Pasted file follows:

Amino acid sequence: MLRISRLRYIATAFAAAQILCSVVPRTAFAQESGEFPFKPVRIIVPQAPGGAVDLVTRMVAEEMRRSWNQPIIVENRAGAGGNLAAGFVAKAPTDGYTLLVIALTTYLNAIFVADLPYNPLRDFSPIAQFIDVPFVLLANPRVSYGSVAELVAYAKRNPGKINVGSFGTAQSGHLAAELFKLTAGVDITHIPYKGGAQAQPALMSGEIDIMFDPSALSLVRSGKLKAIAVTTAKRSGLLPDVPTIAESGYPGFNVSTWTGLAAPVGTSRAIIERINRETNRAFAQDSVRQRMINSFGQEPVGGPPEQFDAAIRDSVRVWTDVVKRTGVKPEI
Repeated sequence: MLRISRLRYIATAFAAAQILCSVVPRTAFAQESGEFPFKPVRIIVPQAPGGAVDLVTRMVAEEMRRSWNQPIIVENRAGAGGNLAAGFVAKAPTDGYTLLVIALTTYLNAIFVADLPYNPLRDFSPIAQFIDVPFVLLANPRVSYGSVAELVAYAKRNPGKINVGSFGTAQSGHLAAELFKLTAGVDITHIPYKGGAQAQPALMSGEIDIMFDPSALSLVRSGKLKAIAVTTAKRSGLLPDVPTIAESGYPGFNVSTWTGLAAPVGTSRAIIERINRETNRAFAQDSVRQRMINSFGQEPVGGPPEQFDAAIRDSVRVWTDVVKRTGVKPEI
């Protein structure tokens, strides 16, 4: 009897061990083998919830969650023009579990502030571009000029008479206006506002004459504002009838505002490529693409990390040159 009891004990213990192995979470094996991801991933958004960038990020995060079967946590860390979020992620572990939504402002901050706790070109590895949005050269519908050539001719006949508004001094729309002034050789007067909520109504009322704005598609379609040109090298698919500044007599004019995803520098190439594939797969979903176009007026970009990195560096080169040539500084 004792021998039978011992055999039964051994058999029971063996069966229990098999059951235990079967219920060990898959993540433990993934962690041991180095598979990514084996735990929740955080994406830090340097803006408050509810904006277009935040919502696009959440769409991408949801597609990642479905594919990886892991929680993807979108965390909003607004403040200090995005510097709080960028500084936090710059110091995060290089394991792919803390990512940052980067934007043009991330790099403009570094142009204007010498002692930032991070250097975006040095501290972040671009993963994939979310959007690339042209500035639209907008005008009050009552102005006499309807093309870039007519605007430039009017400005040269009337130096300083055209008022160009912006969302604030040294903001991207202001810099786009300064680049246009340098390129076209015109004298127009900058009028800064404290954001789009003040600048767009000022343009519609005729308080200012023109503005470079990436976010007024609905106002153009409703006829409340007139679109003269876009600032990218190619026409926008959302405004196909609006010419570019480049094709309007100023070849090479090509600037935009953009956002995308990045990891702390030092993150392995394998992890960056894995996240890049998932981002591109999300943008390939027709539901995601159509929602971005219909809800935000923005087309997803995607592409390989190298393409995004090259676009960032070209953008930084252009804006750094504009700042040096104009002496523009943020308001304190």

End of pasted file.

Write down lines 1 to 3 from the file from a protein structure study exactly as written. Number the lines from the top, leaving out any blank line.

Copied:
Amino acid sequence: MLRISRLRYIATAFAAAQILCSVVPRTAFAQESGEFPFKPVRIIVPQAPGGAVDLVTRMVAEEMRRSWNQPIIVENRAGAGGNLAAGFVAKAPTDGYTLLVIALTTYLNAIFVADLPYNPLRDFSPIAQFIDVPFVLLANPRVSYGSVAELVAYAKRNPGKINVGSFGTAQSGHLAAELFKLTAGVDITHIPYKGGAQAQPALMSGEIDIMFDPSALSLVRSGKLKAIAVTTAKRSGLLPDVPTIAESGYPGFNVSTWTGLAAPVGTSRAIIERINRETNRAFAQDSVRQRMINSFGQEPVGGPPEQFDAAIRDSVRVWTDVVKRTGVKPEI
Repeated sequence: MLRISRLRYIATAFAAAQILCSVVPRTAFAQESGEFPFKPVRIIVPQAPGGAVDLVTRMVAEEMRRSWNQPIIVENRAGAGGNLAAGFVAKAPTDGYTLLVIALTTYLNAIFVADLPYNPLRDFSPIAQFIDVPFVLLANPRVSYGSVAELVAYAKRNPGKINVGSFGTAQSGHLAAELFKLTAGVDITHIPYKGGAQAQPALMSGEIDIMFDPSALSLVRSGKLKAIAVTTAKRSGLLPDVPTIAESGYPGFNVSTWTGLAAPVGTSRAIIERINRETNRAFAQDSVRQRMINSFGQEPVGGPPEQFDAAIRDSVRVWTDVVKRTGVKPEI
């Protein structure tokens, strides 16, 4: 009897061990083998919830969650023009579990502030571009000029008479206006506002004459504002009838505002490529693409990390040159 009891004990213990192995979470094996991801991933958004960038990020995060079967946590860390979020992620572990939504402002901050706790070109590895949005050269519908050539001719006949508004001094729309002034050789007067909520109504009322704005598609379609040109090298698919500044007599004019995803520098190439594939797969979903176009007026970009990195560096080169040539500084 004792021998039978011992055999039964051994058999029971063996069966229990098999059951235990079967219920060990898959993540433990993934962690041991180095598979990514084996735990929740955080994406830090340097803006408050509810904006277009935040919502696009959440769409991408949801597609990642479905594919990886892991929680993807979108965390909003607004403040200090995005510097709080960028500084936090710059110091995060290089394991792919803390990512940052980067934007043009991330790099403009570094142009204007010498002692930032991070250097975006040095501290972040671009993963994939979310959007690339042209500035639209907008005008009050009552102005006499309807093309870039007519605007430039009017400005040269009337130096300083055209008022160009912006969302604030040294903001991207202001810099786009300064680049246009340098390129076209015109004298127009900058009028800064404290954001789009003040600048767009000022343009519609005729308080200012023109503005470079990436976010007024609905106002153009409703006829409340007139679109003269876009600032990218190619026409926008959302405004196909609006010419570019480049094709309007100023070849090479090509600037935009953009956002995308990045990891702390030092993150392995394998992890960056894995996240890049998932981002591109999300943008390939027709539901995601159509929602971005219909809800935000923005087309997803995607592409390989190298393409995004090259676009960032070209953008930084252009804006750094504009700042040096104009002496523009943020308001304190």